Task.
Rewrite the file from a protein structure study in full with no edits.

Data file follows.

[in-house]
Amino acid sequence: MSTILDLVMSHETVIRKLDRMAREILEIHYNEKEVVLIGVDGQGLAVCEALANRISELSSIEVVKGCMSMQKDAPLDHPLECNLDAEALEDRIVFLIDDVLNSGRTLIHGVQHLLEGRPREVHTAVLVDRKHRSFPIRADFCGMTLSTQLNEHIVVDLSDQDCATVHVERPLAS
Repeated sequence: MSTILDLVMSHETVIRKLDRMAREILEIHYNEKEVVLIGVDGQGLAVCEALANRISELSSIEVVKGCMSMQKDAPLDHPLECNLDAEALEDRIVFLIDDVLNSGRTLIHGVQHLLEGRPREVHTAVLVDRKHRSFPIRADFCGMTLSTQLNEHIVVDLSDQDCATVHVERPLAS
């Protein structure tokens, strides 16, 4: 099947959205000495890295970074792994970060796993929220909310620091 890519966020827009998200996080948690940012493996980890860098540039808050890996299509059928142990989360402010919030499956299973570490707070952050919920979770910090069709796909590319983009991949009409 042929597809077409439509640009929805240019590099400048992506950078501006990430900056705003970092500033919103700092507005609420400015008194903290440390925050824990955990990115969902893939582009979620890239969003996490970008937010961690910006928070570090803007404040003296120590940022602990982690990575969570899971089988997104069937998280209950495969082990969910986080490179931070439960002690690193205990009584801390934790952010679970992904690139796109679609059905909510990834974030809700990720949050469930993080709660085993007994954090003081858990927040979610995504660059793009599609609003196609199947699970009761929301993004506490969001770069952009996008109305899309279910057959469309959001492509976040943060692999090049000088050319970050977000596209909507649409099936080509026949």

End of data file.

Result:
[in-house]
Amino acid sequence: MSTILDLVMSHETVIRKLDRMAREILEIHYNEKEVVLIGVDGQGLAVCEALANRISELSSIEVVKGCMSMQKDAPLDHPLECNLDAEALEDRIVFLIDDVLNSGRTLIHGVQHLLEGRPREVHTAVLVDRKHRSFPIRADFCGMTLSTQLNEHIVVDLSDQDCATVHVERPLAS
Repeated sequence: MSTILDLVMSHETVIRKLDRMAREILEIHYNEKEVVLIGVDGQGLAVCEALANRISELSSIEVVKGCMSMQKDAPLDHPLECNLDAEALEDRIVFLIDDVLNSGRTLIHGVQHLLEGRPREVHTAVLVDRKHRSFPIRADFCGMTLSTQLNEHIVVDLSDQDCATVHVERPLAS
């Protein structure tokens, strides 16, 4: 099947959205000495890295970074792994970060796993929220909310620091 890519966020827009998200996080948690940012493996980890860098540039808050890996299509059928142990989360402010919030499956299973570490707070952050919920979770910090069709796909590319983009991949009409 042929597809077409439509640009929805240019590099400048992506950078501006990430900056705003970092500033919103700092507005609420400015008194903290440390925050824990955990990115969902893939582009979620890239969003996490970008937010961690910006928070570090803007404040003296120590940022602990982690990575969570899971089988997104069937998280209950495969082990969910986080490179931070439960002690690193205990009584801390934790952010679970992904690139796109679609059905909510990834974030809700990720949050469930993080709660085993007994954090003081858990927040979610995504660059793009599609609003196609199947699970009761929301993004506490969001770069952009996008109305899309279910057959469309959001492509976040943060692999090049000088050319970050977000596209909507649409099936080509026949």